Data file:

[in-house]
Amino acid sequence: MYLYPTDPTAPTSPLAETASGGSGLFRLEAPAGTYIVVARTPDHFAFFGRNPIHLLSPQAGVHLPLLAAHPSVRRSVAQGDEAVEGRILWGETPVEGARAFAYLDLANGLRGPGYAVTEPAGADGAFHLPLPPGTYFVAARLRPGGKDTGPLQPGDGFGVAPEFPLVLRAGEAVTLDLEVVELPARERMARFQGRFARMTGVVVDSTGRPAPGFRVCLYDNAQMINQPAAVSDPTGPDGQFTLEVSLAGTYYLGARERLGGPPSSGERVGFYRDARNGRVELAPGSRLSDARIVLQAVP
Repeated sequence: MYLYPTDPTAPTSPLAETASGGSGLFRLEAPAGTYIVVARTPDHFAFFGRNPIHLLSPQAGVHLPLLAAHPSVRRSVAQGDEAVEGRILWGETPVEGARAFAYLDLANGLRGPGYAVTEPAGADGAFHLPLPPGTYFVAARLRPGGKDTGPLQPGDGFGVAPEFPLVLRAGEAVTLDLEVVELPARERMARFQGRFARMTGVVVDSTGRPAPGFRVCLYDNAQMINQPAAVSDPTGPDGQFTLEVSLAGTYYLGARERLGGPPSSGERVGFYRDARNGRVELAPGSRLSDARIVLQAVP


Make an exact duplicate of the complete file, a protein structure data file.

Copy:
[in-house]
Amino acid sequence: MYLYPTDPTAPTSPLAETASGGSGLFRLEAPAGTYIVVARTPDHFAFFGRNPIHLLSPQAGVHLPLLAAHPSVRRSVAQGDEAVEGRILWGETPVEGARAFAYLDLANGLRGPGYAVTEPAGADGAFHLPLPPGTYFVAARLRPGGKDTGPLQPGDGFGVAPEFPLVLRAGEAVTLDLEVVELPARERMARFQGRFARMTGVVVDSTGRPAPGFRVCLYDNAQMINQPAAVSDPTGPDGQFTLEVSLAGTYYLGARERLGGPPSSGERVGFYRDARNGRVELAPGSRLSDARIVLQAVP
Repeated sequence: MYLYPTDPTAPTSPLAETASGGSGLFRLEAPAGTYIVVARTPDHFAFFGRNPIHLLSPQAGVHLPLLAAHPSVRRSVAQGDEAVEGRILWGETPVEGARAFAYLDLANGLRGPGYAVTEPAGADGAFHLPLPPGTYFVAARLRPGGKDTGPLQPGDGFGVAPEFPLVLRAGEAVTLDLEVVELPARERMARFQGRFARMTGVVVDSTGRPAPGFRVCLYDNAQMINQPAAVSDPTGPDGQFTLEVSLAGTYYLGARERLGGPPSSGERVGFYRDARNGRVELAPGSRLSDARIVLQAVP